Stand by for more Joe Biden than you knew you wanted. Two months’ worth.

The aging VP, who turns 75 this month, begins his book tour today. I said, HE’S STARTING A BOOK TOUR TODAY! So, you’ll see and hear the loquacious retiree on the TV and radio shows of all the usual sympathetic suspects. Everyone will ask him about running for president in 2020. That’s the plan.

Biden likes people talking about him running for president. He ran twice, quite unsuccessfully, as you may recall. One time he had a plagiarism problem. Then came 2008.

Barack Obama, who had much more ambition than political resume, chose Biden as his VP in 2008 because a) Biden was old and seemed to add experience to the ticket, and because b) Biden was old and would be no political threat during Obama’s reign.

Joe was a loyal and obedient No. 2. Biden made the trips to places Barack wanted to skip, like Ukraine and Moldova. The VP often took family along. On one sojourn to Paris, Biden’s party ran up a half-million dollar hotel bill — in one night.

Then in 2015 with light emerging at the end of the long, dark Obama tunnel, Biden began to consider another run, even though what’s-her-name was the Democrat party’s heir apparent.

As our colleague John Sexton noted here recently, Biden thought Democrats should look ahead, not back. He even drafted an announcement speech: “We’re one America, bound together in this great experiment of equality and opportunity and democracy.”

Aside from George H.W. Bush, who won in 1988 essentially as a third Reagan term, modern-day Americans have opted not to elevate vice presidents to the big office. Think Al Gore, Walter Mondale, Gerald Ford, Hubert Humphrey, even Richard Nixon in 1960.

Biden was pumped for the 2016 run. However, the political calculations were complicated by his son Beau’s diagnosis with brain cancer and the subsequent family mourning.

If you want to experience the unimaginable anguish of a son dying helplessly before your eyes, then Biden’s new book — ‘Promise Me, Dad’ — is for you. The title ostensibly comes from the doomed 46-year-old’s bed-ridden plea that his Dad be okay.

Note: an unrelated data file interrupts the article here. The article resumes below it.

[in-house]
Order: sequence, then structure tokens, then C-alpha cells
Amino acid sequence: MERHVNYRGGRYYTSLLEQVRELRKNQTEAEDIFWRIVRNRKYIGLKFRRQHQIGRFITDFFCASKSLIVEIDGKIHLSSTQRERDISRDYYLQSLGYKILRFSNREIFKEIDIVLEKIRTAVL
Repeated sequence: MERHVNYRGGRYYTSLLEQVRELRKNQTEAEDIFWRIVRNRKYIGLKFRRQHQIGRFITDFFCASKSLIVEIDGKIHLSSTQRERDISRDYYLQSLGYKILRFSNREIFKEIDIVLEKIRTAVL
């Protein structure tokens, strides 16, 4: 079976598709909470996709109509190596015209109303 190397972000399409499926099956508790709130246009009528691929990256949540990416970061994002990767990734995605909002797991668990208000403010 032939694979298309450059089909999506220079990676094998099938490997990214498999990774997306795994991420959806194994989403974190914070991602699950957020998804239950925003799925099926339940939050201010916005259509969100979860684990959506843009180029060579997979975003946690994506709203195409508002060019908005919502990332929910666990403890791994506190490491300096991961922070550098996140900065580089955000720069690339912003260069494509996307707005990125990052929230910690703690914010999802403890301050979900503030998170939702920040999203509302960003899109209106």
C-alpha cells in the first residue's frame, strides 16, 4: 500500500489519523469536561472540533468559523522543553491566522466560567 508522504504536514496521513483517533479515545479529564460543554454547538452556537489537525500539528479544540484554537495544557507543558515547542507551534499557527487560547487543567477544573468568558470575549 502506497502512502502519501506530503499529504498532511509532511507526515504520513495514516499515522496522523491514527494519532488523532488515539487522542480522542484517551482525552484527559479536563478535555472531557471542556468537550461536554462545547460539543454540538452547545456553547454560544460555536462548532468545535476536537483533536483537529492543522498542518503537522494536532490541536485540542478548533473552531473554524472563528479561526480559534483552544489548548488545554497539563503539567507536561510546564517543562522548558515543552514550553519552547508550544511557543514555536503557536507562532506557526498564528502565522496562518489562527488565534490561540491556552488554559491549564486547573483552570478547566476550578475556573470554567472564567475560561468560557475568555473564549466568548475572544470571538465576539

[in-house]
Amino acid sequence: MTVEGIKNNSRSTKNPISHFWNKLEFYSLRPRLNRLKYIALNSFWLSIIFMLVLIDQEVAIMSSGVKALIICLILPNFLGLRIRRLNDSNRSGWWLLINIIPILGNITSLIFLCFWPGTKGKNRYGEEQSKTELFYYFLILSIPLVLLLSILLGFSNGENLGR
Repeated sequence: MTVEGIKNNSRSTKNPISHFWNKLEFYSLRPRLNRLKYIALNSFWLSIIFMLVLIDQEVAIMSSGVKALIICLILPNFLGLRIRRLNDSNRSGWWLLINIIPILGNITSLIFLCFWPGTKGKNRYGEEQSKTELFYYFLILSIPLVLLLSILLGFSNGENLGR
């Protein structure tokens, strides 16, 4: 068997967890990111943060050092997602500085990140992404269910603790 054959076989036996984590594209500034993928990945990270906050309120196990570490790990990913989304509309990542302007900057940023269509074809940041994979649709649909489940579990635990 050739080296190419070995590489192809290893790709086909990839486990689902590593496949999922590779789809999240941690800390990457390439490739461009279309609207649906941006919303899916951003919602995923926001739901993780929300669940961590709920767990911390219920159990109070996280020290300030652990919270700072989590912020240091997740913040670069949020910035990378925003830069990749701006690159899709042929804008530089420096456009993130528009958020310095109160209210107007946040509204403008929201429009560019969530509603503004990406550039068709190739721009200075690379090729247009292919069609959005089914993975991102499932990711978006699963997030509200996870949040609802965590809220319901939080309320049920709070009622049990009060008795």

Here’s the thing: All modern presidential campaigns begin with a new book. Fortunately, not all political books launch presidential campaigns. Ask Jeff Flake.

The main reason that Biden appears in 2020 conversations is because the party is totally bereft of proven younger leadership. Under Obama’s me-first leadership, the party’s state-level farm teams were devastated by cycle-after-cycle of GOP victors. Democrats currently hold but 15 governor’s offices; Republicans 34.

In Congress, Democrat leaders are even more ancient than Trump, at 70 the oldest man ever to become president.

Nancy Pelosi is 77 and still beating back challengers. Her team includes Jim Clyburn, 77, and Steny Hoyer, 78. There’s Bernie, of course. He’s only 75. And if you want another out-of-touch New Yorker like Hillary Clinton, Chuck Schumer is the liberal spring chicken at 66.

In 2021 at the inauguration, Joe Biden would be 78. But wait! That’s five years older than John McCain was when this same Joe Biden mocked the Arizona senator as far too old to enter the high-pressure presidency.

Maybe in coming days some TV host will ask Biden about that now inconvenient 2008 attack. And Joe can say that’s no big f****** deal.

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